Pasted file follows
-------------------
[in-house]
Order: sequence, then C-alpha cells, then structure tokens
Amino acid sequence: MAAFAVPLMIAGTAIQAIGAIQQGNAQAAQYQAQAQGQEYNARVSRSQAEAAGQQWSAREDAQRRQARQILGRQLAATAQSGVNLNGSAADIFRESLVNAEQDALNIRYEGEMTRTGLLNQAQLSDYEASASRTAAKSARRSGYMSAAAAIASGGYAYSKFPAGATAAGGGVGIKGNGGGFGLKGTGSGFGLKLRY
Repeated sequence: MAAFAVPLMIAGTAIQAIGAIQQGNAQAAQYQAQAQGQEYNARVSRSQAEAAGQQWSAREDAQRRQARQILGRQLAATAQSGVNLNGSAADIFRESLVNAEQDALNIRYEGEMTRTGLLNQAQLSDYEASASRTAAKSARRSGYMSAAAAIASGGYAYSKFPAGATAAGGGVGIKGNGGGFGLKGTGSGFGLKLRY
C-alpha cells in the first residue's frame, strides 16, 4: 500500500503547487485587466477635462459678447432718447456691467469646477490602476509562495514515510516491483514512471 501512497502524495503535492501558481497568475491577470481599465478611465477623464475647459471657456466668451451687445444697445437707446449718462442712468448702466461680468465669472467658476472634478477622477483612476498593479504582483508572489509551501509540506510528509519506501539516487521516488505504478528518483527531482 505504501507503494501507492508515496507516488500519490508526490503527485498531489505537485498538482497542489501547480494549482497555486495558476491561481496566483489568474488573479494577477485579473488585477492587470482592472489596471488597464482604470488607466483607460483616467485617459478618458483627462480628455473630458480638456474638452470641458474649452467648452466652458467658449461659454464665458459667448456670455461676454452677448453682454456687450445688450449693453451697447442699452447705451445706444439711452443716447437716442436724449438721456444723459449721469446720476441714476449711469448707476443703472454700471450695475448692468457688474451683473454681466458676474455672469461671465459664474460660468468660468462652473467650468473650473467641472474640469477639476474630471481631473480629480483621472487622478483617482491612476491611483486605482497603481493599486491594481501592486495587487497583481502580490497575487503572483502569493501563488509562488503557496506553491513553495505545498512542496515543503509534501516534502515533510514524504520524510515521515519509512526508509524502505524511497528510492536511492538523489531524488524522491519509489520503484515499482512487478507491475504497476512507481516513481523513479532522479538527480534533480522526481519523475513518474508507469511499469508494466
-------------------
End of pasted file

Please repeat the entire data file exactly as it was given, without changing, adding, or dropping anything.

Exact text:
[in-house]
Order: sequence, then C-alpha cells, then structure tokens
Amino acid sequence: MAAFAVPLMIAGTAIQAIGAIQQGNAQAAQYQAQAQGQEYNARVSRSQAEAAGQQWSAREDAQRRQARQILGRQLAATAQSGVNLNGSAADIFRESLVNAEQDALNIRYEGEMTRTGLLNQAQLSDYEASASRTAAKSARRSGYMSAAAAIASGGYAYSKFPAGATAAGGGVGIKGNGGGFGLKGTGSGFGLKLRY
Repeated sequence: MAAFAVPLMIAGTAIQAIGAIQQGNAQAAQYQAQAQGQEYNARVSRSQAEAAGQQWSAREDAQRRQARQILGRQLAATAQSGVNLNGSAADIFRESLVNAEQDALNIRYEGEMTRTGLLNQAQLSDYEASASRTAAKSARRSGYMSAAAAIASGGYAYSKFPAGATAAGGGVGIKGNGGGFGLKGTGSGFGLKLRY
C-alpha cells in the first residue's frame, strides 16, 4: 500500500503547487485587466477635462459678447432718447456691467469646477490602476509562495514515510516491483514512471 501512497502524495503535492501558481497568475491577470481599465478611465477623464475647459471657456466668451451687445444697445437707446449718462442712468448702466461680468465669472467658476472634478477622477483612476498593479504582483508572489509551501509540506510528509519506501539516487521516488505504478528518483527531482 505504501507503494501507492508515496507516488500519490508526490503527485498531489505537485498538482497542489501547480494549482497555486495558476491561481496566483489568474488573479494577477485579473488585477492587470482592472489596471488597464482604470488607466483607460483616467485617459478618458483627462480628455473630458480638456474638452470641458474649452467648452466652458467658449461659454464665458459667448456670455461676454452677448453682454456687450445688450449693453451697447442699452447705451445706444439711452443716447437716442436724449438721456444723459449721469446720476441714476449711469448707476443703472454700471450695475448692468457688474451683473454681466458676474455672469461671465459664474460660468468660468462652473467650468473650473467641472474640469477639476474630471481631473480629480483621472487622478483617482491612476491611483486605482497603481493599486491594481501592486495587487497583481502580490497575487503572483502569493501563488509562488503557496506553491513553495505545498512542496515543503509534501516534502515533510514524504520524510515521515519509512526508509524502505524511497528510492536511492538523489531524488524522491519509489520503484515499482512487478507491475504497476512507481516513481523513479532522479538527480534533480522526481519523475513518474508507469511499469508494466